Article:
Personal Guarantors Liable for Corporate Debt: Comprehending Supreme Court’s verdict.
The provisions of the Insolvency and Bankruptcy Code, 2016 (IBC) regulating the obligation of personal guarantors to corporate debtors were affirmed in a recent decision by the Hon’ble Supreme Court in Lalit Kumar Jain v. Union of India. With the judgement in place, creditors can now file insolvency proceedings against people such as promoters, managing directors, and chairpersons who act as personal guarantors on loans made to corporate debtors or goods and services provided to them.
A personal guarantor is a person or an organization who agrees to pay another person’s debt if the latter fails to do so. This concept of ‘guarantee’ is derived from Section 126 of the Indian Contracts Act, 1872. When banks want collateral that equals the risk they are taking by lending to a company that may not be performing well, a promoter or promoter entity is most likely to provide a personal guarantee. It differs from the collateral that businesses provide to banks in order to obtain loans, because Indian corporate law stipulates that individuals, such as promoters, are distinct from businesses, and that the two are distinct entities.
Brief Legal History
The Ministry of Corporate Affairs published a Notification on November 15, 2019, bringing personal guarantors into the scope of insolvency proceedings under the IBC. The goal was to hold the promoters of the defaulting enterprises accountable for providing personal guarantees for the loans taken out by their enterprises. The lenders filed bankruptcy claims against India’s leading business tycoons, including Anil Ambani, Kapil Wadhawan, and Sanjay Singal, in accordance with the requirements. Many promoters opposed the new laws in several high courts, alleging that the promoters alone should not be held accountable for loan repayment failure.
In October 2021, the Supreme Court reassigned to itself a slew of writ petitions contesting the IBC’s personal insolvency rules that had been pending in several high courts. When the government issued the notification on personal insolvency in December 2019, the provisions were challenged in court by as many as 19 promoters, who claimed that the company was always run by a management board and that the promoters alone should not be held liable for debt repayment default. As many as 75 promoters and guarantors had challenged the personal insolvency provisions by the time the Supreme Court moved all the cases to itself in December 2020.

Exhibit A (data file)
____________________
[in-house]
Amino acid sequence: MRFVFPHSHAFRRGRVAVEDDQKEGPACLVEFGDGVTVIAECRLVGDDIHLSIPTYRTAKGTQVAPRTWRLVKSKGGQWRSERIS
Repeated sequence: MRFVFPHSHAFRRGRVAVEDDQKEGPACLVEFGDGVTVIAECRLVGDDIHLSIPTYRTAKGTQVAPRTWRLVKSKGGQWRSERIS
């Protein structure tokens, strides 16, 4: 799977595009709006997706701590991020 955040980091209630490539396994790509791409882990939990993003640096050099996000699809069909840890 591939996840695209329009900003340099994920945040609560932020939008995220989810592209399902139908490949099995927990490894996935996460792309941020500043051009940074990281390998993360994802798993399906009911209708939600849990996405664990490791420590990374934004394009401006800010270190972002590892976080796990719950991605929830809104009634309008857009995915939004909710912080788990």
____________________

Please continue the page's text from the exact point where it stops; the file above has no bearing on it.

Outlook of the petitioners
Firstly, the petitioners believed that the Central Government had overstepped its authority by issuing the Notification, which changed Part III of the IBC in an unjustifiable manner. . Because the legislature made the law in its entirety, leaving nothing for the executive to legislate on, it was referred to as “conditional” rather than “delegated.” Further, the petitioners argued that the rules of the Notification, establish a single procedure for a personal guarantor’s insolvency resolution, regardless of whether the creditor is a financial creditor or an operational creditor. In Swiss Ribbons (P.) Ltd. v. Union of India, the court determined that the nature of loan arrangements executed by a corporate debtor with financial creditors differed significantly from contracts with operational creditors for the supply of products and services. Combining financial and operational creditors equates to treating unequal’s alike and a breakdown of the categorization carefully formed by the Parliament.
Lastly, the promoters and guarantors were of the opinion that the guarantor’s obligation was co-extensive with the corporate debtor’s, and if a resolution plan was approved, the personal guarantor’s responsibility would be extinguished as well. The petitioners relied on the decision in the case of Committee of Creditors of Essar Steel India Ltd. v. Satish Kumar Gupta wherein the court observed that an approval of a resolution plan in respect of a corporate debtor amounted to the extinction of all outstanding claims against the debtor.
Supreme Court Judgment
The Supreme Court stated that it was clear that the mechanism used by the Central Government to implement certain provisions of the Act had a specific purpose: to achieve the IBC’s objectives in relation to the priorities. “The apex court said there was an intrinsic connection between personal guarantors and their corporate debtors and it was this “intimate” connection that made the government recognize personal guarantors as a “separate species” under the IBC.”